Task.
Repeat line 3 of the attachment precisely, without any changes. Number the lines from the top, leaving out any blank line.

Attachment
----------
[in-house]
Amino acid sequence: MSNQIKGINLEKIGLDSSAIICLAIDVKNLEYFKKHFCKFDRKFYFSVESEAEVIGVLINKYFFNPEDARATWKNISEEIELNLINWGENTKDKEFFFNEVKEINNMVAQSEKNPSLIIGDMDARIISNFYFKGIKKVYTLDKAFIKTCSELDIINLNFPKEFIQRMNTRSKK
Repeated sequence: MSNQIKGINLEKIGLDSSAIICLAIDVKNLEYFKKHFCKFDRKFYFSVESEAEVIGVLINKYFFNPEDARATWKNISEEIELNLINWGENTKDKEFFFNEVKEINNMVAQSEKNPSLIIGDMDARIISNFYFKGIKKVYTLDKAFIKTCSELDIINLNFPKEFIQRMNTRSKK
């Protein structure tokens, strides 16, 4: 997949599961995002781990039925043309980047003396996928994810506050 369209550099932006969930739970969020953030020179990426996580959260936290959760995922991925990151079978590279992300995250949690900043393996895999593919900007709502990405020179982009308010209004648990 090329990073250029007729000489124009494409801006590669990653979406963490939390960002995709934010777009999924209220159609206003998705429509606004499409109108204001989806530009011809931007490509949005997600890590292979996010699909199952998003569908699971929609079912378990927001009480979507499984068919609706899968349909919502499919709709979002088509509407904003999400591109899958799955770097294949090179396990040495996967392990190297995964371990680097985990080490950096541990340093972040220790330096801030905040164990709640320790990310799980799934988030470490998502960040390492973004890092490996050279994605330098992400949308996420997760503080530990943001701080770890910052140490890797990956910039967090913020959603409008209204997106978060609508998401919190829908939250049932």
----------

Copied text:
Repeated sequence: MSNQIKGINLEKIGLDSSAIICLAIDVKNLEYFKKHFCKFDRKFYFSVESEAEVIGVLINKYFFNPEDARATWKNISEEIELNLINWGENTKDKEFFFNEVKEINNMVAQSEKNPSLIIGDMDARIISNFYFKGIKKVYTLDKAFIKTCSELDIINLNFPKEFIQRMNTRSKK